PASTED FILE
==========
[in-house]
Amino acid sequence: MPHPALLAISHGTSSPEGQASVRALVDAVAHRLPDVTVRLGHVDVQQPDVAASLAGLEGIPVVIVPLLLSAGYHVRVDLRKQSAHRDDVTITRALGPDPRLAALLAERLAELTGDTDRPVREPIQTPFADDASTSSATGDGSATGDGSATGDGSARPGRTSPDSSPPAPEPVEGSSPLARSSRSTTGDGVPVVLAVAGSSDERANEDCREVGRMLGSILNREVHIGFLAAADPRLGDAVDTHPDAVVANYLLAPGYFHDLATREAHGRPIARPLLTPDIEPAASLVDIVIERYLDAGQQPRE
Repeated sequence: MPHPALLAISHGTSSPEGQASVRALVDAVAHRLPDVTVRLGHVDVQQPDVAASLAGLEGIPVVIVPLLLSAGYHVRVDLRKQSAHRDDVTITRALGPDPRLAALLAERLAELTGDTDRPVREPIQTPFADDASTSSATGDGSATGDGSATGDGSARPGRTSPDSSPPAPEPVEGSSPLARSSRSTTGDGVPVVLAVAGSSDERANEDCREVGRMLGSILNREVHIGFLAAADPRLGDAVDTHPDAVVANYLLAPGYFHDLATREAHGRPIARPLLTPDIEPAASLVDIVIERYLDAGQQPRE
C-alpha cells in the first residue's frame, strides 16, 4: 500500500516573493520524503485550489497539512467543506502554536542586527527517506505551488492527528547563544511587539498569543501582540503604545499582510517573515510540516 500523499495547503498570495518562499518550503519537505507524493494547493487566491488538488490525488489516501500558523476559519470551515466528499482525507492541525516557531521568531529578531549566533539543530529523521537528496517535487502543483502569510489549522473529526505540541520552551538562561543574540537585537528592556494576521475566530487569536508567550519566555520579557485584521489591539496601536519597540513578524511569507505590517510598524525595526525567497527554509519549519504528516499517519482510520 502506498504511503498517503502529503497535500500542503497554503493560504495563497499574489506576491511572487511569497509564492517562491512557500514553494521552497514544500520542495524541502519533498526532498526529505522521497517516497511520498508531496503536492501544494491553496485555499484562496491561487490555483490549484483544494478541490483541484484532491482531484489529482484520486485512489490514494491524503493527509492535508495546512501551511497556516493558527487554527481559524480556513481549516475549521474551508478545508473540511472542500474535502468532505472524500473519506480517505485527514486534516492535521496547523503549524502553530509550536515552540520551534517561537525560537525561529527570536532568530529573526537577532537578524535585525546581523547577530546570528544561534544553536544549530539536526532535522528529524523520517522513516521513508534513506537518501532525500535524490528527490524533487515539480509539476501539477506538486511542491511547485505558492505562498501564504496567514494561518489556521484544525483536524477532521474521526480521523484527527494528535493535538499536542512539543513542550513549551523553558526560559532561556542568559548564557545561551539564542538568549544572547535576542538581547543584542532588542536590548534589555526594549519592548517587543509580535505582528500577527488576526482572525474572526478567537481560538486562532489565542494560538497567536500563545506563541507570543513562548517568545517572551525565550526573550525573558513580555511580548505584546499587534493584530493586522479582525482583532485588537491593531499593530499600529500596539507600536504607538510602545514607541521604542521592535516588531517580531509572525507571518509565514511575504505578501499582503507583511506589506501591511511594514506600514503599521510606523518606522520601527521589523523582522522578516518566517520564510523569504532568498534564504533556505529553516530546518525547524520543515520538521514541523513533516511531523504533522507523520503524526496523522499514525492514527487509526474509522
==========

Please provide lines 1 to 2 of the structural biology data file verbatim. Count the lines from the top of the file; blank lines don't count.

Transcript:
[in-house]
Amino acid sequence: MPHPALLAISHGTSSPEGQASVRALVDAVAHRLPDVTVRLGHVDVQQPDVAASLAGLEGIPVVIVPLLLSAGYHVRVDLRKQSAHRDDVTITRALGPDPRLAALLAERLAELTGDTDRPVREPIQTPFADDASTSSATGDGSATGDGSATGDGSARPGRTSPDSSPPAPEPVEGSSPLARSSRSTTGDGVPVVLAVAGSSDERANEDCREVGRMLGSILNREVHIGFLAAADPRLGDAVDTHPDAVVANYLLAPGYFHDLATREAHGRPIARPLLTPDIEPAASLVDIVIERYLDAGQQPRE